One person was killed on Sunday in clashes at Cairo's Coptic cathedral, after funeral prayers for four Christians during which angry Copts chanted against Islamist President Mohammed Morsi, an official said, according to AFP.
Fighting between Christians and Muslims, meanwhile, erupted anew in a town north of the capital where sectarian violence killed five people on Friday, including the four Coptic Christians, police said.
The bitter clashes underscore the simmering tensions in a divided Egypt that has seen violent confrontations between Morsi's main Islamist allies and a wide-ranging opposition.
They also highlight sectarian tensions that have been brewing for several years.
Egypt's Christians, who make up six to 10 percent of the country's population of 82 million, have regularly complained of discrimination and marginalization.
There have been several attacks, some of them lethal, against Copts in Egypt. Last year, Muslims attacked a Coptic church in a village near Cairo. At least 16 people were wounded in the melee, among them 10 police officers.
In one case, two Coptic Christian children, aged 10 and 9, were arrested for insulting religion, after an imam accused them of tearing up pages of the Koran.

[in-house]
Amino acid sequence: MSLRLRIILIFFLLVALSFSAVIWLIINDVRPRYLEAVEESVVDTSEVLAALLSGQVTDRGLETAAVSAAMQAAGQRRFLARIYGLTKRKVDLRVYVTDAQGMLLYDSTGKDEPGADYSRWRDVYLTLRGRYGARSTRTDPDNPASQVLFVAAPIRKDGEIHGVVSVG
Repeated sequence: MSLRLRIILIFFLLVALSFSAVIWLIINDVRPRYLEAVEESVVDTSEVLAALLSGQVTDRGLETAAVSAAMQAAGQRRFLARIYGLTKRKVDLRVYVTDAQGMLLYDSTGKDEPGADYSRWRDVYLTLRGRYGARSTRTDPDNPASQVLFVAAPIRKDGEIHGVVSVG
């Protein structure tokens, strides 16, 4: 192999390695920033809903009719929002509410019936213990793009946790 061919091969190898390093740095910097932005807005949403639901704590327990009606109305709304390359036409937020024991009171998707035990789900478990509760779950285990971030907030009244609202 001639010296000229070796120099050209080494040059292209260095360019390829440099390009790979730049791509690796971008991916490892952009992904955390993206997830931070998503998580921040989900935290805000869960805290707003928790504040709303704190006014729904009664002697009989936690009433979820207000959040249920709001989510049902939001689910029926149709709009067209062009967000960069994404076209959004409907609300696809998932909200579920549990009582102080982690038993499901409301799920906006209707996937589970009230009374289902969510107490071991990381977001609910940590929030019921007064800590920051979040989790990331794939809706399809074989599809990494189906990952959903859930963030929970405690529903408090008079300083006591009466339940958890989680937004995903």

Morsi, in a call to Coptic Pope Tawadros II, late on Sunday condemned the violence.
He ordered "an immediate investigation" into the clashes and condemned the clashes at the cathedral as "an attack on myself", according to a statement published by the official MENA news agency.
He also affirmed that "the protection of all citizens, Muslims and Christians, is the responsibility of the state."
Witnesses to the Cairo clashes said they began when mourners were pelted with stones by residents of the area as they left the cathedral, symbol of the Coptic community.
Black-clad riot police intervened, firing tear gas at the cathedral, witnesses said, but not before one person had been killed.
There were scenes of chaos outside the cathedral in the central Cairo neighborhood of Abbassiya where Coptic bishops had been calling for peace and calm after the killings on Friday.
Loud blasts could be heard, as clouds of smoke rose up into the sky and people ran in several directions, reported AFP.
Rows of Abbassiya residents hurled rocks and bottles at the cathedral and were met in kind from Copts inside the church complex.
The mourners had been planning to carry the bodies of the Christians out of the cathedral to the presidential palace as a protest against the violence, one of them said.
Sunday's service was being held for the four Christians killed in the sectarian clashes two days earlier.